So a .44 Magnum wouldn't put down a hyena, warthog, or zebra?
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Old February 5, 2016, 09:02 PM   #19
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Not from the inside of Joburg jail. Find another unicorn to chase.
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Old February 5, 2016, 10:45 PM   #20
tedthorn
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Nobody hear will be shooting a cheetah for any reasons

Education

I'm sure there are several outfitters in South Africa that would cater to a plains game handgun hunt and be happy to accept your money.......after all, if you draw blood you pay for said animal regardless of recovery or not.

As far as carrying a handgun in town.....you will soon be an international prisoner hoping your embassy might help you

I've killed only eleven species of African game.....never had a dangerous moment in the field

The streets of Johannesburg are likely more dangerous to a tourist....and everyone knows a tourist in Africa

Education......and join the Accurate Reloader Forum

There is no forum with a greater gathering of highly knowledgeable African hunters and African outfitters on the web
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Old February 6, 2016, 06:37 AM   #21
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Tedthorn, I wish you do a writeup on the Africa trip.. your elk story was freaking awesome dude..
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Old February 6, 2016, 07:51 AM   #22
Photon Guy
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The streets of Johannesburg are likely more dangerous to a tourist....and everyone knows a tourist in Africa
I wouldn't need to carry a handgun in town or in the streets. As for the dangers of the streets there are other methods for dealing with that.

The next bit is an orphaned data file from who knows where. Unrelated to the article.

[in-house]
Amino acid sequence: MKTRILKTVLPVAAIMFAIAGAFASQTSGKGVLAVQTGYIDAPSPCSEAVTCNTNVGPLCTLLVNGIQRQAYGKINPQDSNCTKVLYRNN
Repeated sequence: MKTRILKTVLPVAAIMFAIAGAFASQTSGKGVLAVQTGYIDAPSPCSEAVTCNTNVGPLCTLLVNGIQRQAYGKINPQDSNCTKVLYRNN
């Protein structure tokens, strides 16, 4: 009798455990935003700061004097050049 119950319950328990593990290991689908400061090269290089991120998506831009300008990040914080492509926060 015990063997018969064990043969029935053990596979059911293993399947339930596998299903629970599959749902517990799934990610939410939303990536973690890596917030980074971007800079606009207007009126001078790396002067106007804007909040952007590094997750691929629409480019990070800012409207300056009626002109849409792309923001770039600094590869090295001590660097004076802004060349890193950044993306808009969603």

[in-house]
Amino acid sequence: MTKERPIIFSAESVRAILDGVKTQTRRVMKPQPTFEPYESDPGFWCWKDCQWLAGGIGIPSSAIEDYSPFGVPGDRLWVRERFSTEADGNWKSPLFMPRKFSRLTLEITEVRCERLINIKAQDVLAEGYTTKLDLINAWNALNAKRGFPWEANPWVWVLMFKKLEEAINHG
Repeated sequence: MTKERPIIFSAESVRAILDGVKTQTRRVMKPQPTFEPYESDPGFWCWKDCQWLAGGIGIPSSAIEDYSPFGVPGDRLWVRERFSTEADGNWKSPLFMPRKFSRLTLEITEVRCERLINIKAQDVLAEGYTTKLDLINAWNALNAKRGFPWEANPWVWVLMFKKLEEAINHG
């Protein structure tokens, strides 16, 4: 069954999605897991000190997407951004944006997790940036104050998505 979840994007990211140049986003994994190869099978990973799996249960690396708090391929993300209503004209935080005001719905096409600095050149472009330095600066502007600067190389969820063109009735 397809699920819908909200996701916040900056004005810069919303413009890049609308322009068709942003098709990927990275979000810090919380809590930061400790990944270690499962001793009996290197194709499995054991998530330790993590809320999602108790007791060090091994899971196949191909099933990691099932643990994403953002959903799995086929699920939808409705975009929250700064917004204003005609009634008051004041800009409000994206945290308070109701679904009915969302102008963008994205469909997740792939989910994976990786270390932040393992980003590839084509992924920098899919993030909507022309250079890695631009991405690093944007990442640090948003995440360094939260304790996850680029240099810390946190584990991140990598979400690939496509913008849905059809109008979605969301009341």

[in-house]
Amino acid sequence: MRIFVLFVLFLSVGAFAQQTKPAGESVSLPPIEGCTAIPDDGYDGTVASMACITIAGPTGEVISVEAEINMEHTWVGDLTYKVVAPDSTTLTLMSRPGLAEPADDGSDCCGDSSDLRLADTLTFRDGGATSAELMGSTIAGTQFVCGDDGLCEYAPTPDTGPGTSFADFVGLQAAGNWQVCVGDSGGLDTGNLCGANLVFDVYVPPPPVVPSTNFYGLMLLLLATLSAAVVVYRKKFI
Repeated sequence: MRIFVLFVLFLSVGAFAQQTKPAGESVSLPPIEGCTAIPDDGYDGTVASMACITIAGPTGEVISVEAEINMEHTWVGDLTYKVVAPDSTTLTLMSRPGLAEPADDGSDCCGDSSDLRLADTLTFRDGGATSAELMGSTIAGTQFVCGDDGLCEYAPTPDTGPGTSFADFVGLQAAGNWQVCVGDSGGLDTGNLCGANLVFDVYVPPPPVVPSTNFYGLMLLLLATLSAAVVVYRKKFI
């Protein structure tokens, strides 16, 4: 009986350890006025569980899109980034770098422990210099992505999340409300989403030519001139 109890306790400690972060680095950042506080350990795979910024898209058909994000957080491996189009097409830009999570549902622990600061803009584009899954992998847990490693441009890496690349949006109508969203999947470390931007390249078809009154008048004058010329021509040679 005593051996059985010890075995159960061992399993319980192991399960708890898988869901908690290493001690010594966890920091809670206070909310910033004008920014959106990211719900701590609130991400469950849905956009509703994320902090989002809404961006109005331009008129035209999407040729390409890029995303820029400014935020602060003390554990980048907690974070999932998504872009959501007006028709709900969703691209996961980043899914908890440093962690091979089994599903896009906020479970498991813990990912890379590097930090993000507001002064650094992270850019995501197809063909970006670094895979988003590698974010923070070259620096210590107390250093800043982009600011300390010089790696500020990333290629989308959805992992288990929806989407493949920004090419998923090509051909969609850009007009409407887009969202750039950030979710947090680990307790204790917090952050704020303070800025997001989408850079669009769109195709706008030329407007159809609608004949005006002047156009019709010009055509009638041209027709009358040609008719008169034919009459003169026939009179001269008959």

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Old February 6, 2016, 07:54 AM   #23
Jim Watson
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I suggest you talk to your outfitter when you get ready to go to Africa.
He will be up on the laws and polices (which are not always the same.)

Heck, he might approve of an American doing a fast draw on a charging leopard after missing it twice with an express rifle.
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Old February 6, 2016, 11:11 AM   #24
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in three hunting trips to africa i only saw one handgun in the bush and it was on a black truck driver, a 4 " rossi .44 mag. i handled it and wish i had taken a pic of it, we were on a privite hunting ranch in NE south africa. eastbank.
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Old February 6, 2016, 12:39 PM   #25
buck460XVR
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If you don't have $30,000 for a safari, you're not going on a safari. It's a wealthy man's game, and always has been.
Yep. While you don't really have to be wealthy, you do need to have a fistfull of expendable cash to spend on it. Not something the average middle class family man has. This is why exotic game ranches here in the U.S. have become so popular. Many of the most desired plains game is available for less monies, without the shots and airfare. For the most part the hunting experience is similar.